Department of Health (DOH) officials may face graft charges if they insist on procuring further supplies of Remdesivir despite the World Health Organization (WHO) recommendation against its use to treat COVID-19 patients, warned Anakalusugan Rep. Michael Defensor.
In another development, Deputy Speaker Lito Atienza asked why the DOH is still buying another PHP1 billion worth of Remdesivir (which costs up to PHP8,500 per vial) despite WHO’s recommendation.
Defensor said under the law, DOH officials may be held liable for a corrupt act if they perform a transaction that is “grossly disadvantageous to the government. The potential liability is there, whether they profited from the procurement,” Defensor pointed out.
The offense is punishable with up to 10 years in prison and perpetual disqualification from public office.
Defensor said they consider all new purchases of Remdesivir as reckless and foolish spending in light of the WHO recommendation. Also, the government is scrounging for money to buy more COVID-19 vaccines and PHP2,000 cash aid for every Filipino is being contemplated under the Bayanihan 3 bill.
“All further purchases of Remdesivir – after the WHO came out with its adverse recommendation – may be deemed as transactions highly detrimental to the government under the Anti-Graft and Corrupt Practices Act,” Defensor said.
Defensor also said they would urge the Department of Budget and Management to re-purpose the money meant for Remdesivir, preferably to acquire more COVID-19 vaccines.
He cited the statement from WHO which said evidence from the “solidarity trial” showed that Remdesivir “had no important effect” in reducing the need for mechanical ventilation, shortening the time to clinical improvement, lessening the risk of mortality and on other COVID-19 patient outcomes.
“The problem with Remdesivir is its outrageous price, and yet, based on the findings of the WHO, the drug offers no significant relief to patients,” Defensor said.
Meanwhile Atienza assailed the DOH’s “wasteful double standard of promoting a very expensive investigational drug such as Remdesivir, while stonewalling other potential low-priced treatments, including human-grade Ivermectin that costs only PHP35 to PHP40 per capsule.
“The WHO recommends against the use of Remdesivir because it does not have any positive effect on COVID-19 patient outcomes. And yet, the DOH is still irresponsibly using the drug in addition to standard care for patients,” Atienza said.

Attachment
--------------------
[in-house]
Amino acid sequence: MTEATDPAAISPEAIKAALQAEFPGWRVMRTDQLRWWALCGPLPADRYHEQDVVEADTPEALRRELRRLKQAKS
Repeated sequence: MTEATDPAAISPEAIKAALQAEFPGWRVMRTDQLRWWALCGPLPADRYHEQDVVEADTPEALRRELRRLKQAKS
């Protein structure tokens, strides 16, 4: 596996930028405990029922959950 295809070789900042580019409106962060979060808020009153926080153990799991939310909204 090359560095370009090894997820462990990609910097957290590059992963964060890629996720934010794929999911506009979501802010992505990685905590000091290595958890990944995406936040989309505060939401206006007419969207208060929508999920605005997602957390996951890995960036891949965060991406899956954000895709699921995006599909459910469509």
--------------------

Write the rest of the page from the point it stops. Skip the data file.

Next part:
“We recommend against administering Remdesivir in addition to standard care. There isn’t enough evidence to support to use of Remdesivir in hospitalized COVID-19 patients, regardless of disease severity,” the WHO said in its Therapeutics and COVID-19 Living Guideline.
“The DOH should stop importing and using Remdesivir. Otherwise, the public will start suspecting that some (department) officials are making money on the purchases,” Atienza emphasized.
In ditching Remdesivir, Atienza said, “ the WHO is also rightly worried that use of the costly drug might divert and deplete limited public money that may be better spent to prevent the spread of COVID-19 via more aggressive testing, contact tracing and isolation strategies.”
“Other wealthy nations can throw their money away on Remdesivir if they want to but, in our case, we simply can’t afford to,” Atienza said.
The DOH earlier said that its Disease Prevention and Control Bureau has earmarked another PHP1 billion to procure additional stocks of Remdesivir that were already running low.
“Remdesivir is currently being used as an additional medication for COVID-19 patients,” the DOH said in a press statement posted on its website.
The drug’s use in addition to standard care for COVID-19 patients became even more prominent when presidential spokesperson Harry Roque said he received five vials of Remdesivir when he was recently confined at the state-run Philippine General Hospital.